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Another Impeachment Call: Just Say No

Of all the bad, destructive ideas about courts, one stands out as the worst: turning decisions made from the bench into impeachable offenses.

Unfortunately, this stinker is becoming more bipartisan in recent years, as progressives increasingly echo the conservative mantra about “activist judges.” In a Huffington Post commentary, Nathan Newman, founder of Tech-Progress.org, says, “We should be talking about impeaching Supreme Court Justices who engage in such right-wing judicial activism.”

Actually, no. Not to get technical, but impeachment under the Constitution is limited to “high crimes and misdemeanors.” Courtroom decisions, conservative or progressive, are not criminal. They are not grounds for impeachment.

But looking beyond the law, there’s a practical side: If one judge is impeached for a decision, does anyone believe that would be the end? If we think the misery of hyperpartisan confirmation hearings is bad now, try to imagine a dozen or two judges being hauled in for impeachment hearings, for the crime of heretical judgments, every time party control changes in Congress. No credible system of justice could possibly survive this.

Fortunately, for more than 200 years, talk of impeachment has remained just talk. No state or federal judge has ever been removed from office for a courtroom decision. But any impeachment threat is irresponsible, regardless of party.

In 2011,  we opposed calls by Republican legislators to impeach four Iowa justices for striking down a ban on same-sex marriage. The same in 2010, when Congressmen on both sides of the aisle threatened impeachment against a total of four U.S. Supreme Court justices. In 2009, federal appellate judge Jay Bybee faced impeachment calls over legal memos he wrote while working in the Bush administration. And last winter and spring, the National Center for State Courts reported a record number of impeachment threats against state judges.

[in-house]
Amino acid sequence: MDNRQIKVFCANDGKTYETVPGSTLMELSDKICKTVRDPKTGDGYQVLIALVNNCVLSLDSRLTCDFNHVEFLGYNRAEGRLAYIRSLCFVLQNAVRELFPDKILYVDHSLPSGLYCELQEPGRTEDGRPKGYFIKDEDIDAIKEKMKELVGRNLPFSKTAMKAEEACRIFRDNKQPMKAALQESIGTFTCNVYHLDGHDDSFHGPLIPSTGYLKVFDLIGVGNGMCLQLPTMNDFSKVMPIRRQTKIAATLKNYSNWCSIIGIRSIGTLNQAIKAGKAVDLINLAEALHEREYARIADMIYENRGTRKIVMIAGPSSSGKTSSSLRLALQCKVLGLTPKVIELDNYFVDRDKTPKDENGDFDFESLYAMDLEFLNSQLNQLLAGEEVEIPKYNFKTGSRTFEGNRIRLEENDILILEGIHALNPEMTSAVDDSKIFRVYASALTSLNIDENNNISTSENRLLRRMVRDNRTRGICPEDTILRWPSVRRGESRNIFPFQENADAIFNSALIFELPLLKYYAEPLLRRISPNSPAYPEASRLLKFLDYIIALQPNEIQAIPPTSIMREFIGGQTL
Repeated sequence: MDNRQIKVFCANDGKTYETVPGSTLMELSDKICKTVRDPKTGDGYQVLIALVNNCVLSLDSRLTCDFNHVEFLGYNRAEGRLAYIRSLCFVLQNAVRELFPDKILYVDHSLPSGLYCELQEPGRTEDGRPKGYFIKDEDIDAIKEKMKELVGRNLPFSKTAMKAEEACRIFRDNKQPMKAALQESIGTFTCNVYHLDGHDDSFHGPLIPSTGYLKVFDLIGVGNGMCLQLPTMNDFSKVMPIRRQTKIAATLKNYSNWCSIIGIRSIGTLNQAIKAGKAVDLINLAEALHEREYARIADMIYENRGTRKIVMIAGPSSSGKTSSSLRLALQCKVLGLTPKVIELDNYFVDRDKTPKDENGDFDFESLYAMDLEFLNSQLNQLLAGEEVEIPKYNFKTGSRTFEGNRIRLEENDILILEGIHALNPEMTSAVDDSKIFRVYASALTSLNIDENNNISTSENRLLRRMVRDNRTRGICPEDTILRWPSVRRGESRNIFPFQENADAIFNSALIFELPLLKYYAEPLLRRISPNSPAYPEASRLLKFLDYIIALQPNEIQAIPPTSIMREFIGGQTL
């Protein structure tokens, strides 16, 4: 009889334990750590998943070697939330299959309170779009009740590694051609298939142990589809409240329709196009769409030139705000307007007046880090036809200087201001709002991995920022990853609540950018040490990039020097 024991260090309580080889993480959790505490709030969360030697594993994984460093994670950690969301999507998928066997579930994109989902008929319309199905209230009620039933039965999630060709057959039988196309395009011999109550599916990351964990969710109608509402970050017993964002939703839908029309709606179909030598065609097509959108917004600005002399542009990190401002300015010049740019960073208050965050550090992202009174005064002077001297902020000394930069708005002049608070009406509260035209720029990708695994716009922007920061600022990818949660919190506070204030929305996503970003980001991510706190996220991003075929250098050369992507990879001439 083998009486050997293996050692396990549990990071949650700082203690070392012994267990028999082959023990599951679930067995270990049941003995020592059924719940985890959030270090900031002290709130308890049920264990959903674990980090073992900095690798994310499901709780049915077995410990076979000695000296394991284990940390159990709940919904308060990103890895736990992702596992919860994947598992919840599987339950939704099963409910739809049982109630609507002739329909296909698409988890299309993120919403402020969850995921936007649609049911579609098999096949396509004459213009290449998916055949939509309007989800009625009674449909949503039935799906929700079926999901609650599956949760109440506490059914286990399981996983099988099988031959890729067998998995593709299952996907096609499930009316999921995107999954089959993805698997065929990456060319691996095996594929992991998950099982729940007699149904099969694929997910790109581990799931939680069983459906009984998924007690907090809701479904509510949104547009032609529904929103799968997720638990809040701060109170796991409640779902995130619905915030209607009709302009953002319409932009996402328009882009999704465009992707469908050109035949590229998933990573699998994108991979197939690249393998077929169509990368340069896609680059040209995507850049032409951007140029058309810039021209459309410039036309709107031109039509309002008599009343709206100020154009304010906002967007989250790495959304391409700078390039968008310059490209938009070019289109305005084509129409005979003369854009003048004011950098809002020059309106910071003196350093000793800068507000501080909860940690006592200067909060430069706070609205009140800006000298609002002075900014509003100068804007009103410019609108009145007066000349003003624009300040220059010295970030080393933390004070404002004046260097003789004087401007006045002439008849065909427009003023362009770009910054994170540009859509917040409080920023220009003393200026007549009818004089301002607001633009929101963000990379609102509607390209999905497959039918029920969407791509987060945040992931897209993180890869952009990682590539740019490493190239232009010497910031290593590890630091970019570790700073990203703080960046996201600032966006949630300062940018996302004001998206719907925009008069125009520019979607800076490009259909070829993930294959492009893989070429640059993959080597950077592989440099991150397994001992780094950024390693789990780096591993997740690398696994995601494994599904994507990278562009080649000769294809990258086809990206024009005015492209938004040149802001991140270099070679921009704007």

As Bert Brandenburg, JAS executive director, said in October 2010, the same can be said again today:

“Almost every American, liberal and conservative, has been angered by particular legal rulings, but that’s because we ask courts to settle tough legal disputes. It is reckless to threaten judges with ouster simply because we don’t like a particular decision. Political threats don’t belong in America’s courtrooms.”

 

 

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Judge Accepted, Disclosed, Millions in Donated Legal Assistance

A prominent federal appeals court judge, who beat back allegations that he acted unethically in President Bush’s Justice Department, accepted more than $3.2 million in free legal services from a firm that now practices before his court.

Ninth U.S. Circuit Court of Appeals Judge Jay S. Bybee has stepped aside from participating in most cases where attorneys from the Los Angeles-based firm, Latham & Watkins, represented parties in a case, a Los Angeles Times article said. The value of the legal services provided Judge Bybee surfaced in his financial disclosure reports and first was made public by The National Law Journal.

Bybee is one of two former Bush administration lawyers who had  a role in drafting the legal policies that permitted harsh interrogation of terror detainees. The Justice Department issued a report last year (see Gavel Grab) concluding the two lawyers had “exercised poor judgment,” but it did not go so far as to find they had engaged in “professional misconduct” and should be disciplined.

Latham & Watkins’ Maureen Mahoney, who helped defend Bybee’s work on the so-called “torture memos,” told National Law Journal that “Judge Bybee has advised us that he will continue to recuse himself from Latham matters for some time.” Read more